One of the most critical aspects of Design is the concept of feedback. When the people we are designing for tell us what they value and don’t value about their experiences, and about our solution ideas, we are obliged to listen, because ultimately their experience is what determines our level of success. If we are open and truly empathise with the people we are designing for, the conversation that follows will be aimed at working together to find a better solution.

People who don’t subscribe to a ‘design thinking’ mindset, or don’t feel responsible for the current reality, often respond defensively to feedback. They refute the customer view and see the world differently, especially if they’ve been part of the system for some time, perhaps with a different point of view. In some cases, they actively avoid hearing the stories of others.

This is a common response among some business leaders and technical specialists when we conduct research with customers and share their feedback within an organisation. We ask customers questions like

  • What is important to you?
  • How do we fit into your world?
  • What’s your current experience like? With us? With our competition?

Often the answers can be confronting, and people inside the organisation don’t like what customers are trying to tell them. They’re not open to an alternative point of view or what it means for how they need to behave and operate the business. They are simply not willing to empathise with customers.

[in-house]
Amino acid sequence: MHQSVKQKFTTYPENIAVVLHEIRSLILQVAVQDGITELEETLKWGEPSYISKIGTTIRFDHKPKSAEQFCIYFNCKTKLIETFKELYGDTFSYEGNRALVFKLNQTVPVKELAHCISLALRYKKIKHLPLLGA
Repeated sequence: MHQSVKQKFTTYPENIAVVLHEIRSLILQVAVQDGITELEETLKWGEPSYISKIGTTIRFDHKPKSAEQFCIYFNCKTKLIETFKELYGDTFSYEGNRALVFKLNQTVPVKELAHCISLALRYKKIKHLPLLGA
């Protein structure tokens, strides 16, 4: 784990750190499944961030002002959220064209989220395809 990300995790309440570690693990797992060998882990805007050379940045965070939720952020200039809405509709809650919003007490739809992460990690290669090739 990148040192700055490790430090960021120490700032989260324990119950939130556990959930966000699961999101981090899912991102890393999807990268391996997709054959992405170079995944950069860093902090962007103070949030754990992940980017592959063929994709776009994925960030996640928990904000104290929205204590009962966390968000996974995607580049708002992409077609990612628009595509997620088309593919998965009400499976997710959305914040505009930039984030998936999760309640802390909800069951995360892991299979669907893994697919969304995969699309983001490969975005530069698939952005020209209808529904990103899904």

In a social context, feedback comes in many forms. When members of society feel so strongly about an issue that they take to the streets in protest, they’re giving the rest of us feedback on their current and past experience. We can’t always personally relate to their situation, but that doesn’t make it untrue or invalid.

What would the news headlines of today be if everyone was open to other perspectives and prepared to empathise? What if we took ownership of the feedback we are getting about the status quo in our society? How would that change the conversation?

There are groups of people right now telling us that the current situation is not OK and that things need to change. What happens next comes down to mindset. If we are open to their perspective, ready to listen and empathise, and if we are prepared to continue the conversation in an effort to make things better, then we can be part of positive change.

Remember, the best designs work well no matter which perspective you’re looking from!